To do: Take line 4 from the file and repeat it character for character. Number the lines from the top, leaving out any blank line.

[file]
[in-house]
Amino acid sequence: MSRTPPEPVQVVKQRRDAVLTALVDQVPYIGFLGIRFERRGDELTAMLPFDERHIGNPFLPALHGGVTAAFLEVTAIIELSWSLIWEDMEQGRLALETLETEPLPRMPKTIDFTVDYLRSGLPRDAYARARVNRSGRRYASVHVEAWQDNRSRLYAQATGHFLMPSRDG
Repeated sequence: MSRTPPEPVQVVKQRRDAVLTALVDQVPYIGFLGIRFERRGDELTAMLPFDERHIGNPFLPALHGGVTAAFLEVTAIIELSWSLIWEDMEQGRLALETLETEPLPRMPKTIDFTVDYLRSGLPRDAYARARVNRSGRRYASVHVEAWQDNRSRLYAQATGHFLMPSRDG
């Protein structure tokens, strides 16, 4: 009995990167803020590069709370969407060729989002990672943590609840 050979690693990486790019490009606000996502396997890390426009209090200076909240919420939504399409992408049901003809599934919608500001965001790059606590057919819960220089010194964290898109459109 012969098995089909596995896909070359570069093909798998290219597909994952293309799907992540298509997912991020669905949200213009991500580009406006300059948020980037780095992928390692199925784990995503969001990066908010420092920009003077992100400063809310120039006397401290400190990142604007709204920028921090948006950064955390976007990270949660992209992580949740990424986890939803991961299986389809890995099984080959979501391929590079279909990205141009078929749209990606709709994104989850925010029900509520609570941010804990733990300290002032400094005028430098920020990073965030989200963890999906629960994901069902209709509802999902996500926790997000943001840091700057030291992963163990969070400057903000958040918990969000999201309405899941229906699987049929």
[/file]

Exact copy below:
């Protein structure tokens, strides 16, 4: 009995990167803020590069709370969407060729989002990672943590609840 050979690693990486790019490009606000996502396997890390426009209090200076909240919420939504399409992408049901003809599934919608500001965001790059606590057919819960220089010194964290898109459109 012969098995089909596995896909070359570069093909798998290219597909994952293309799907992540298509997912991020669905949200213009991500580009406006300059948020980037780095992928390692199925784990995503969001990066908010420092920009003077992100400063809310120039006397401290400190990142604007709204920028921090948006950064955390976007990270949660992209992580949740990424986890939803991961299986389809890995099984080959979501391929590079279909990205141009078929749209990606709709994104989850925010029900509520609570941010804990733990300290002032400094005028430098920020990073965030989200963890999906629960994901069902209709509802999902996500926790997000943001840091700057030291992963163990969070400057903000958040918990969000999201309405899941229906699987049929």